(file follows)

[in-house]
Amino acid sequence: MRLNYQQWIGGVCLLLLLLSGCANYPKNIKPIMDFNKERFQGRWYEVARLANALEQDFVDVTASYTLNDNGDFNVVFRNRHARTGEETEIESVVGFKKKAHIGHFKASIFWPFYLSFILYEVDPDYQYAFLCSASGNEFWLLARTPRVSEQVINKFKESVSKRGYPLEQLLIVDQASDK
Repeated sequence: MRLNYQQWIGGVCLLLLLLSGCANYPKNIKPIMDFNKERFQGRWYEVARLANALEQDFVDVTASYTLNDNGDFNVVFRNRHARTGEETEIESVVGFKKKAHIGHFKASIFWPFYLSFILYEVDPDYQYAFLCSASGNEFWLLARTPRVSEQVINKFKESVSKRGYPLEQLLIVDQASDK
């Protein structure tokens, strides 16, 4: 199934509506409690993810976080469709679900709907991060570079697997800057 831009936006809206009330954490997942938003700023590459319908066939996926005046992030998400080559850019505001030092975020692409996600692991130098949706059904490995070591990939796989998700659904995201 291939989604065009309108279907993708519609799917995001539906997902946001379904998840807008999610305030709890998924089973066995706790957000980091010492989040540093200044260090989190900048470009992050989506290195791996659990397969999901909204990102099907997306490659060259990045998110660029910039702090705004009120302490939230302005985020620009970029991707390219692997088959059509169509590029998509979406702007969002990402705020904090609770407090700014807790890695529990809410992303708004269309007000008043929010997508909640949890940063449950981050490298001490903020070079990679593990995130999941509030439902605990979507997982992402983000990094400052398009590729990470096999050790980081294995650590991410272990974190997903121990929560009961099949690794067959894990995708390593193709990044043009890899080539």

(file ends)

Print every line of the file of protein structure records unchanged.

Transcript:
[in-house]
Amino acid sequence: MRLNYQQWIGGVCLLLLLLSGCANYPKNIKPIMDFNKERFQGRWYEVARLANALEQDFVDVTASYTLNDNGDFNVVFRNRHARTGEETEIESVVGFKKKAHIGHFKASIFWPFYLSFILYEVDPDYQYAFLCSASGNEFWLLARTPRVSEQVINKFKESVSKRGYPLEQLLIVDQASDK
Repeated sequence: MRLNYQQWIGGVCLLLLLLSGCANYPKNIKPIMDFNKERFQGRWYEVARLANALEQDFVDVTASYTLNDNGDFNVVFRNRHARTGEETEIESVVGFKKKAHIGHFKASIFWPFYLSFILYEVDPDYQYAFLCSASGNEFWLLARTPRVSEQVINKFKESVSKRGYPLEQLLIVDQASDK
């Protein structure tokens, strides 16, 4: 199934509506409690993810976080469709679900709907991060570079697997800057 831009936006809206009330954490997942938003700023590459319908066939996926005046992030998400080559850019505001030092975020692409996600692991130098949706059904490995070591990939796989998700659904995201 291939989604065009309108279907993708519609799917995001539906997902946001379904998840807008999610305030709890998924089973066995706790957000980091010492989040540093200044260090989190900048470009992050989506290195791996659990397969999901909204990102099907997306490659060259990045998110660029910039702090705004009120302490939230302005985020620009970029991707390219692997088959059509169509590029998509979406702007969002990402705020904090609770407090700014807790890695529990809410992303708004269309007000008043929010997508909640949890940063449950981050490298001490903020070079990679593990995130999941509030439902605990979507997982992402983000990094400052398009590729990470096999050790980081294995650590991410272990974190997903121990929560009961099949690794067959894990995708390593193709990044043009890899080539």